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Psychological Research

, Volume 75, Issue 3, pp 188–201 | Cite as

Recruitment of intuitive versus analytic thinking strategies affects the role of working memory in a gambling task

  • Marta Gozzi
  • Paolo Cherubini
  • Costanza Papagno
  • Emanuela Bricolo
Original Article

Abstract

Previous studies found mixed results concerning the role of working memory (WM) in the gambling task (GT). Here, we aimed at reconciling inconsistencies by showing that the standard version of the task can be solved using intuitive strategies operating automatically, while more complex versions require analytic strategies drawing on executive functions. In Study 1, where good performance on the GT could be achieved using intuitive strategies, participants performed well both with and without a concurrent WM load. In Study 2, where analytical strategies were required to solve a more complex version of the GT, participants without WM load performed well, while participants with WM load performed poorly. In Study 3, where the complexity of the GT was further increased, participants in both conditions performed poorly. In addition to the standard performance measure, we used participants’ subjective expected utility, showing that it differs from the standard measure in some important aspects.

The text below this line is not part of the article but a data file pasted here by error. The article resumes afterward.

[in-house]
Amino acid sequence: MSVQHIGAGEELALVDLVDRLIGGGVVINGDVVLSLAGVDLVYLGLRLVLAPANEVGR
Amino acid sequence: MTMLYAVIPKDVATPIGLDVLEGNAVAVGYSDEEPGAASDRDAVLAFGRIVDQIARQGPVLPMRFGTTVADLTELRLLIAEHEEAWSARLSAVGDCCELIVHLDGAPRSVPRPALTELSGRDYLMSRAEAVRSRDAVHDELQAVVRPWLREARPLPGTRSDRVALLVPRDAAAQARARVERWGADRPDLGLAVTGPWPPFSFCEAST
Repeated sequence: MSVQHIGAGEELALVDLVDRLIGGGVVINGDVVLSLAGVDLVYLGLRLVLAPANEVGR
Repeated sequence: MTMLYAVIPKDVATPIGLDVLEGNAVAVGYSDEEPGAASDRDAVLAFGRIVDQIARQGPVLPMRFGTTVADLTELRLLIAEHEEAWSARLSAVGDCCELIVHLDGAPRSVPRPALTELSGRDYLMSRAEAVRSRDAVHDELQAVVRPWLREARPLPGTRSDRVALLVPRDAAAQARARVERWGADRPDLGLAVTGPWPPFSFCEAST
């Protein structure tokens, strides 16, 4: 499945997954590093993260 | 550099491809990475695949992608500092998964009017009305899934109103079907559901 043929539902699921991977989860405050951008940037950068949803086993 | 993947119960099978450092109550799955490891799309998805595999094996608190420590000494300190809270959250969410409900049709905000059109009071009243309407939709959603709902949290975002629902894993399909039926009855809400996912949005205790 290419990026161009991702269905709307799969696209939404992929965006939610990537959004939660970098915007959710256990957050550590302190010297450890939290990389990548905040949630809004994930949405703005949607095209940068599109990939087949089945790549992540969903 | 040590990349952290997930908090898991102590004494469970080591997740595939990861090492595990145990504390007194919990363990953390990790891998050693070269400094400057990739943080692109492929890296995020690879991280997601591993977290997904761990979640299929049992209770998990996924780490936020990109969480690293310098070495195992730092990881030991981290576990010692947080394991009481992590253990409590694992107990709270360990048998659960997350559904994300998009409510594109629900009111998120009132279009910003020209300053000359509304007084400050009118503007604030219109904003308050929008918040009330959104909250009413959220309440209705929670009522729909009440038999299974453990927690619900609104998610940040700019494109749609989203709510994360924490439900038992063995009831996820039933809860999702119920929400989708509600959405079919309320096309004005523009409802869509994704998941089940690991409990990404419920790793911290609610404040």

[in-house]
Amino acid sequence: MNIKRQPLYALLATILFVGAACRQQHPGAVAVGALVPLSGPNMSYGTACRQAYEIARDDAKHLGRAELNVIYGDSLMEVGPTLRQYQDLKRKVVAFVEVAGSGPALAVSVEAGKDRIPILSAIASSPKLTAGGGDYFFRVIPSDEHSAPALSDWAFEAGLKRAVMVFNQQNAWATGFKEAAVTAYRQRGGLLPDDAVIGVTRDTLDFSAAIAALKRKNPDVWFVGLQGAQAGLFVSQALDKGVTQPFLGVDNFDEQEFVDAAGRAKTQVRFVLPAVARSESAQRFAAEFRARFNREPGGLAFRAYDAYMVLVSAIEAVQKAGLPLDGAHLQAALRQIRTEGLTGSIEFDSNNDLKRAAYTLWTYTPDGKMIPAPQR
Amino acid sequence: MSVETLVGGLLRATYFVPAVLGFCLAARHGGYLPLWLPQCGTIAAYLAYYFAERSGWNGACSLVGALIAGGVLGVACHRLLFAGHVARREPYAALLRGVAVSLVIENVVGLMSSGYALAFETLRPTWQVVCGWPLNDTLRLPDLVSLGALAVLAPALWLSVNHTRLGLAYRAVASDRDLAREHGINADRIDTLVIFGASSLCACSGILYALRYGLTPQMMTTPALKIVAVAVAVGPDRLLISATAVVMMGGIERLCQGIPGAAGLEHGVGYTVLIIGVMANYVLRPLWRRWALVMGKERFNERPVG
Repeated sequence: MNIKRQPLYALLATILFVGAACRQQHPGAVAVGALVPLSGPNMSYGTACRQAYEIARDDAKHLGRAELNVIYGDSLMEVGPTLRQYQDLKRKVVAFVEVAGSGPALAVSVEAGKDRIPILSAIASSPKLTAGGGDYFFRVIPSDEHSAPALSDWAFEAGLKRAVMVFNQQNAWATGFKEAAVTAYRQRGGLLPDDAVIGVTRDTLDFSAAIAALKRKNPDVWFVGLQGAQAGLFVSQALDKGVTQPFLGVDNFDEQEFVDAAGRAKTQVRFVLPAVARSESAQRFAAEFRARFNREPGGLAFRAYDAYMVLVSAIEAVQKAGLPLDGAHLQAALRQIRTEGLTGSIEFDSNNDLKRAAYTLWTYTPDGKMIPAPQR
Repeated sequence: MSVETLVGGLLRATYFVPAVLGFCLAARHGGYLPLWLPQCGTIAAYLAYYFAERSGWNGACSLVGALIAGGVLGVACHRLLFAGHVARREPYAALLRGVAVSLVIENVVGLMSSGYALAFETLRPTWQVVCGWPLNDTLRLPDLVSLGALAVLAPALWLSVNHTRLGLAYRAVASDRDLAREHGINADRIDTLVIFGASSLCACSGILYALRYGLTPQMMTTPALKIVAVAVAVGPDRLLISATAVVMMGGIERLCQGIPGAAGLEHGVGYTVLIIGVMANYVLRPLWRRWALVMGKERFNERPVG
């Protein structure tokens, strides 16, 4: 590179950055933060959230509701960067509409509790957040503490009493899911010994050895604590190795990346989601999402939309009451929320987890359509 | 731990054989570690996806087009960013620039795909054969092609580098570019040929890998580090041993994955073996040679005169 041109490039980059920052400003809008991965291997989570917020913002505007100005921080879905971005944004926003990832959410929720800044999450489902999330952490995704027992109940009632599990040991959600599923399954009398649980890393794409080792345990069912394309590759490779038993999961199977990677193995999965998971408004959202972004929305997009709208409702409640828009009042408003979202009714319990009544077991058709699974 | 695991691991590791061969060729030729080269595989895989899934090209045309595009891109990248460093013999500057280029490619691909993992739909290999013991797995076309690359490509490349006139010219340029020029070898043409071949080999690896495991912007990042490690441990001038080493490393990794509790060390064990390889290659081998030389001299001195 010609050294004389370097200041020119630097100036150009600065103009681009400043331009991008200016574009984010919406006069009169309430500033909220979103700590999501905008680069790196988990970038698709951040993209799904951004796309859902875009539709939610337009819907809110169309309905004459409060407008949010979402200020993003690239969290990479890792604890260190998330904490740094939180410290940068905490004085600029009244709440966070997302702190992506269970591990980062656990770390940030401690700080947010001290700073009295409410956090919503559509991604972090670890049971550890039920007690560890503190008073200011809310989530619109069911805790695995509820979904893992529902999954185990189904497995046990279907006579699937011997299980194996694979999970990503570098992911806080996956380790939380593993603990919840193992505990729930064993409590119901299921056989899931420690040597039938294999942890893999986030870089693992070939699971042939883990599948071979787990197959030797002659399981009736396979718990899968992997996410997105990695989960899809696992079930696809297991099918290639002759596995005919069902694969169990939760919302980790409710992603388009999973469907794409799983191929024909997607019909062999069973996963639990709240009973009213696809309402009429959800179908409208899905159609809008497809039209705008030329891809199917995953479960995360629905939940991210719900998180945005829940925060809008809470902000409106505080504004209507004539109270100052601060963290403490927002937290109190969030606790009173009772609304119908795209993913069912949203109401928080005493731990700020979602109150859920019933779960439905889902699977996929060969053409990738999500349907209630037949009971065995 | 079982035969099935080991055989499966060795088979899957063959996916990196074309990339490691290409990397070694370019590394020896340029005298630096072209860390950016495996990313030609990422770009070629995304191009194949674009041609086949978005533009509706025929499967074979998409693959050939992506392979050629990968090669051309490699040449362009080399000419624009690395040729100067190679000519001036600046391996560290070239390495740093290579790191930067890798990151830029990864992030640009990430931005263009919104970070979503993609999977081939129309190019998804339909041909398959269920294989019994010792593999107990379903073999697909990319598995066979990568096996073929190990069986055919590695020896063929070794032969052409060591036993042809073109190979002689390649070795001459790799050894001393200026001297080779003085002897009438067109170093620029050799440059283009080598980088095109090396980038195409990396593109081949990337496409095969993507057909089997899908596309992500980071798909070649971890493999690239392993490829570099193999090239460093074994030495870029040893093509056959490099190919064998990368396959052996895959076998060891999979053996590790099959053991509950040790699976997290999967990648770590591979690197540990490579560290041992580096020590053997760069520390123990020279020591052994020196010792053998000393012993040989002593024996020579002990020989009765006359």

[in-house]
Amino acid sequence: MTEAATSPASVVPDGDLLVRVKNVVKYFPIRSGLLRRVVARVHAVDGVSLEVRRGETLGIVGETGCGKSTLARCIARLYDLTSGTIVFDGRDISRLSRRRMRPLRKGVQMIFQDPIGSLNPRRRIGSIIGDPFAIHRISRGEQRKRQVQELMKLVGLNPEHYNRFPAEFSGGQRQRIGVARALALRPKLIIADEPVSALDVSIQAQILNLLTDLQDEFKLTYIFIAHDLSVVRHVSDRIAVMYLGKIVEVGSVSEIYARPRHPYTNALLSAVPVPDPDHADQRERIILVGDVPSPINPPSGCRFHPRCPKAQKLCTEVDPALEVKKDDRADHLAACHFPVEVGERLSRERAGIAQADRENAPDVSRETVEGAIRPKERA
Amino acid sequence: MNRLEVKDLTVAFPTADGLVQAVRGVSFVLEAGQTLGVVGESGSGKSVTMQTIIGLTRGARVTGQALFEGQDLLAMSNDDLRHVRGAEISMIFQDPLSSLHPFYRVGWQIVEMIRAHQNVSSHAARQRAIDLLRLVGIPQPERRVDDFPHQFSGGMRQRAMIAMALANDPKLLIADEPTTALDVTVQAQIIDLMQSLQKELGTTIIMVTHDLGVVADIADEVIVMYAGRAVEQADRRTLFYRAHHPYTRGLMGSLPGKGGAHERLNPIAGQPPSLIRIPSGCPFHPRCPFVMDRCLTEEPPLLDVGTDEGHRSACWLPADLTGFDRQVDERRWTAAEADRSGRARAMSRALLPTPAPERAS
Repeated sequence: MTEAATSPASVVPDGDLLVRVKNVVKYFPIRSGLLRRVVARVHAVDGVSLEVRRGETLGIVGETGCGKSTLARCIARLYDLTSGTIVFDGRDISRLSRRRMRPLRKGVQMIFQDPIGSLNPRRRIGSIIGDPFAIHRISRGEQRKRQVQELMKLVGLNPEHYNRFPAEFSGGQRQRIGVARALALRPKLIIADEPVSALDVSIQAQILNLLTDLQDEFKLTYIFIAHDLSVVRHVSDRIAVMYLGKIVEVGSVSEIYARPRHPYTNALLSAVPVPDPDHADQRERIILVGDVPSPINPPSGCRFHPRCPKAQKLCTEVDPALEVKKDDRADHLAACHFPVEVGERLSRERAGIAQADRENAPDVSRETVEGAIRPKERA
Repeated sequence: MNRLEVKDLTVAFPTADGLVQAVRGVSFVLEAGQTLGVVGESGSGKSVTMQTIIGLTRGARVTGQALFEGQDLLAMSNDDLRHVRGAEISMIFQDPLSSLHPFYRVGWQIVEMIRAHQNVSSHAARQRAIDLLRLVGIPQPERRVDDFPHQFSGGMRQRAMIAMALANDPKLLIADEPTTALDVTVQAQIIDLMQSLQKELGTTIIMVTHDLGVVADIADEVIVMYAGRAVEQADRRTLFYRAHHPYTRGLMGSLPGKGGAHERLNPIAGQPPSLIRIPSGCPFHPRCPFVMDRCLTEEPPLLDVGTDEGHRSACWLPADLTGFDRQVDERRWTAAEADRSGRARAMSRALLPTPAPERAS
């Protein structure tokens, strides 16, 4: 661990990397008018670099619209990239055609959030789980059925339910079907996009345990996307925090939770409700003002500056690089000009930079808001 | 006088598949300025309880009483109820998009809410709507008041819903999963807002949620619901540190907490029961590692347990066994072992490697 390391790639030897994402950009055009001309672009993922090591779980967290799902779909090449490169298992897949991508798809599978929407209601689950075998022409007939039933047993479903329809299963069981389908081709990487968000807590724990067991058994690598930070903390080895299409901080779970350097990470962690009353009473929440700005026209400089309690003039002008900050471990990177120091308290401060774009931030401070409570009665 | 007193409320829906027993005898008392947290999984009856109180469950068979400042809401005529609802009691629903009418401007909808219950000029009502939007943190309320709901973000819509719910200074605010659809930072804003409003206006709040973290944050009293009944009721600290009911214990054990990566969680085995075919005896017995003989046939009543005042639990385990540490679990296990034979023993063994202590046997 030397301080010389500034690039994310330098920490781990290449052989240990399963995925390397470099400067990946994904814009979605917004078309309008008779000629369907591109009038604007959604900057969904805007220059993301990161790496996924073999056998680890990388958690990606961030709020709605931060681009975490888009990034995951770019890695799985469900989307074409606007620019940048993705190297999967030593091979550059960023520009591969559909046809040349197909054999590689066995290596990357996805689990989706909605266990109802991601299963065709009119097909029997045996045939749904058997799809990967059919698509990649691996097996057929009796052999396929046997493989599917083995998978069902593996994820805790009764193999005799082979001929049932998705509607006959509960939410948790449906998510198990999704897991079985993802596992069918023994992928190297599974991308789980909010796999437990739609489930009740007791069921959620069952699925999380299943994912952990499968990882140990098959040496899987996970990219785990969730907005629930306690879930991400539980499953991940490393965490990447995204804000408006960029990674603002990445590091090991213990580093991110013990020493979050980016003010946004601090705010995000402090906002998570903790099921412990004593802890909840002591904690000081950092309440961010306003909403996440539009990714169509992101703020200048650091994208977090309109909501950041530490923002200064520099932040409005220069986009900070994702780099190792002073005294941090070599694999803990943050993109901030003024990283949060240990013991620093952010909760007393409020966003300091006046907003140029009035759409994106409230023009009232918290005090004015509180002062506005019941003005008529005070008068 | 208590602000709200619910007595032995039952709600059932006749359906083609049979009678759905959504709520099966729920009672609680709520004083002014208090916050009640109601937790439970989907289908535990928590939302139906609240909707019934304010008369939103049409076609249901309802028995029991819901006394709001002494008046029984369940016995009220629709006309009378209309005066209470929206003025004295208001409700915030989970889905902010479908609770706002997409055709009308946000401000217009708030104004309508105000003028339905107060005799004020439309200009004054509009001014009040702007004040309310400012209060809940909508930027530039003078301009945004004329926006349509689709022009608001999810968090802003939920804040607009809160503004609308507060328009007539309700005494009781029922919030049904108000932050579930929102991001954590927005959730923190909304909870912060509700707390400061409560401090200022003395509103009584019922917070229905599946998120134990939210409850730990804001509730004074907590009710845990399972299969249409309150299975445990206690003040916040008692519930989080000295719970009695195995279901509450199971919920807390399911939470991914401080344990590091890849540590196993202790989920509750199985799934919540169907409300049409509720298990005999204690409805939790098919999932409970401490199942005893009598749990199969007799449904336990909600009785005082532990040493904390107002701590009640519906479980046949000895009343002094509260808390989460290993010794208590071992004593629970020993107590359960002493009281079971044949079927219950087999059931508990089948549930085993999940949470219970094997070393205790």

Keywords

Rational Choice Working Memory Target Letter Working Memory Load Articulatory Suppression 
These keywords were added by machine and not by the authors. This process is experimental and the keywords may be updated as the learning algorithm improves.

Notes

Acknowledgments

The authors thank Germano Rossi for his statistical help, and Simona Salomone, Giulia Mattavelli and Selenia Di Bari for their help in collecting the data. This study was supported by two FAR grants to PC and CP and by a PRIN 2005 grant to CP.

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Copyright information

© Springer-Verlag 2010

Authors and Affiliations

  • Marta Gozzi
    • 1
    • 2
  • Paolo Cherubini
    • 1
  • Costanza Papagno
    • 1
  • Emanuela Bricolo
    • 1
  1. 1.Dipartimento di PsicologiaUniversità di Milano-BicoccaMilanItaly
  2. 2.Pediatrics and Developmental Neuroscience BranchNational Institute of Mental Health, National Institutes of HealthBethesdaUSA

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